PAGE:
Recently, I learned about one of the most complex, yet simple, English concepts: Reader Response Theory. The idea behind this theory is that everyone has their own interpretations of what the text is. Seems simple enough right? I mean, we’ve been doing this sort of analysis in our English classrooms for years now. Reader response theory, however takes these interpretations a step further, proposing that each interpretation is considered “right”. Thus, according to this theory a text is a paradox. It always says the same thing, but it can also mean anything. As I was mulling over this concept, I realized that this phrasing could also be used to describe dieting.
Nowadays, there are so many diets that seem to be popular. Paleo, Ketogenic, low carb, fasting, or eating multiple meals a day are just some of they many examples. However, look past all the specific nuances of each diet, and you’ll see that all diets follow the same general guidelines. The first, and usually the most obvious, is to avoid processed foods and increase intake of fruits and vegetable because they are calorie dense, making you feel fuller a lot sooner. The first part of that rule should be self explanatory; chips, instant noodles, and the like are called junk foods, and rightly so, and they should be avoided at all costs. The second rule is to not to overeat. All of these diets have specific ideas, but at the end, they reduce the amount of calories a person will consume. Paleo does this by taking out high calorie processed carbohydrates, fasting does this by reducing the amount of meals eaten a day. Finally, the last rule of all these diets is that they require strict adherence to succeed. If you don’t follow the guidelines and cheat, then all the rules will be for naught. At the end of the day, these shouldn’t even be considered rules, but rather a healthy approach to eating.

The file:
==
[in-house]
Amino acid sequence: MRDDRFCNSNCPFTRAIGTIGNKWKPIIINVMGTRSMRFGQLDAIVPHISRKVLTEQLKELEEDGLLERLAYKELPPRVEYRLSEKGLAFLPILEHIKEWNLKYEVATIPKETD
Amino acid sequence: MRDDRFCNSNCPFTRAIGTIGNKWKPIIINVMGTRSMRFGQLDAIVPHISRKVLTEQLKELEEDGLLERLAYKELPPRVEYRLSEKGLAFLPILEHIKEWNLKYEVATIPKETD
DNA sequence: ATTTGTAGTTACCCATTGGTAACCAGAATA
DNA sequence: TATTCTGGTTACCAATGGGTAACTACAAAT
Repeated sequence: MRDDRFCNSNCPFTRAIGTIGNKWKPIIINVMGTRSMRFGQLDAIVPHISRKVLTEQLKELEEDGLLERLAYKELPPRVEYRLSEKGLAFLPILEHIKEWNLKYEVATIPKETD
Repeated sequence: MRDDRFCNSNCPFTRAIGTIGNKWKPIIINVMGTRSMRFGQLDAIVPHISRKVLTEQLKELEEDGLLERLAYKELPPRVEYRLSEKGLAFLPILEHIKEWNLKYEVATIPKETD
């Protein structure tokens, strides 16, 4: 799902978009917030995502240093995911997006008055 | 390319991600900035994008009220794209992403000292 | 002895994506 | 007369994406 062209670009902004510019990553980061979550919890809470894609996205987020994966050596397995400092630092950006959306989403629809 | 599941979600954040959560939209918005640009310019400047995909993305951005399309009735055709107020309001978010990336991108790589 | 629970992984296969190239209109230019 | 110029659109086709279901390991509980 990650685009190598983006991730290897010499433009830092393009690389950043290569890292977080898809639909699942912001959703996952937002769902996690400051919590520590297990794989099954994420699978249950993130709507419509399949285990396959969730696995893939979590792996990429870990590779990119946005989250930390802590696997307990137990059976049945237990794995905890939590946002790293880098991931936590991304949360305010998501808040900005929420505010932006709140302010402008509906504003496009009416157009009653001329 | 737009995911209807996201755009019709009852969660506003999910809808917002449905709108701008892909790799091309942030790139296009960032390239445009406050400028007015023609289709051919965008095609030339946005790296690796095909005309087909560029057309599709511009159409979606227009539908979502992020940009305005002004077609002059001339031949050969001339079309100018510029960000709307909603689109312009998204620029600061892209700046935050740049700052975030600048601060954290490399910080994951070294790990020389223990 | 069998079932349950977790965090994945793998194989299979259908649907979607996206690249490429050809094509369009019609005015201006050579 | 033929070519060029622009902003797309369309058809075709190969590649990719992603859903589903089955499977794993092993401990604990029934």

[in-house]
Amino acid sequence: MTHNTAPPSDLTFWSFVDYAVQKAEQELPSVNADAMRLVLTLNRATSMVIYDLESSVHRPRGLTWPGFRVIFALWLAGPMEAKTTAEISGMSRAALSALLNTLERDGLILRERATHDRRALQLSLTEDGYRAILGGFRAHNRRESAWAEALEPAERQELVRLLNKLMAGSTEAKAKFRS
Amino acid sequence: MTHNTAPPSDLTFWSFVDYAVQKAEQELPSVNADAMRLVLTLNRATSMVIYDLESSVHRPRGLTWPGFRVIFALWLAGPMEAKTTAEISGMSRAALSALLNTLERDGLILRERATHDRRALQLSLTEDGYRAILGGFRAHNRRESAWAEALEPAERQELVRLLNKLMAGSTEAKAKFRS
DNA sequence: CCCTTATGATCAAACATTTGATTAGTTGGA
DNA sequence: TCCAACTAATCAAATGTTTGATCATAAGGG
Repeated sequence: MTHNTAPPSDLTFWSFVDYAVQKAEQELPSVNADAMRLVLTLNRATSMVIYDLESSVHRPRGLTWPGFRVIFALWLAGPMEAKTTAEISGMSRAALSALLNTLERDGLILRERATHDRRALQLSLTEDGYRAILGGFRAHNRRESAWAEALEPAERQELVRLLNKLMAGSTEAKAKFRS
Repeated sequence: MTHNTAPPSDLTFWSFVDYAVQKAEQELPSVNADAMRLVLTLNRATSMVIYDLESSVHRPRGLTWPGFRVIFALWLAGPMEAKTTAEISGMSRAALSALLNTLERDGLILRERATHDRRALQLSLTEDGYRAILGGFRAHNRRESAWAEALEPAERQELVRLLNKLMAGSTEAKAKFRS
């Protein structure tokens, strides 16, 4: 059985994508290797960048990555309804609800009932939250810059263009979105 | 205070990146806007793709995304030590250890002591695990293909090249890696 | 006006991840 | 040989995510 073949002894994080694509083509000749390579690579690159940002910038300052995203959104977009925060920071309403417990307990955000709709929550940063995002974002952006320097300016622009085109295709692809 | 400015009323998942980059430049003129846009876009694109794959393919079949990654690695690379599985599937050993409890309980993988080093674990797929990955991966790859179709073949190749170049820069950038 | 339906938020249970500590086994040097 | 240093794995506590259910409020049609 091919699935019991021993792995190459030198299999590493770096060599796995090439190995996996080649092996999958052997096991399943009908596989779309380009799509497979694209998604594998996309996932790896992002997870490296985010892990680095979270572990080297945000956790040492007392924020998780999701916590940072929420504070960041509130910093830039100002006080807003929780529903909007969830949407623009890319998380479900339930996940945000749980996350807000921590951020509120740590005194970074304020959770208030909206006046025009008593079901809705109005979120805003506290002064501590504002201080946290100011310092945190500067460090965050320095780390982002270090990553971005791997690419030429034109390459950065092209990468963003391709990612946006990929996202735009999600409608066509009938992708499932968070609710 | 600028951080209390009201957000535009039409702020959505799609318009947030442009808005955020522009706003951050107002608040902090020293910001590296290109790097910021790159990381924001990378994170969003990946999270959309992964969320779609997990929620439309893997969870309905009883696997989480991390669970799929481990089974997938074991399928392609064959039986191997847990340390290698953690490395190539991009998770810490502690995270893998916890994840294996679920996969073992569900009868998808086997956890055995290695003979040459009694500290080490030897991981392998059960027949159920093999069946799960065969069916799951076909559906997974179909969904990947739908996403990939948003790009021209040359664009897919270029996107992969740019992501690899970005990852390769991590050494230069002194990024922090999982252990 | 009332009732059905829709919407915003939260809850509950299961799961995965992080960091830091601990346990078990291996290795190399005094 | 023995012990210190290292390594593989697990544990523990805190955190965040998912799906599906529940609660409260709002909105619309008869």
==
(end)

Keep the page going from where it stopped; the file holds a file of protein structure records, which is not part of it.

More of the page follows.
All diets are the same. The users of the diet all say swear by the diet, saying that there is scientific research to back each statement, and that the methods are tried and true, and, they are all right. The template for a diet will always be the same, but the methods of application will be different.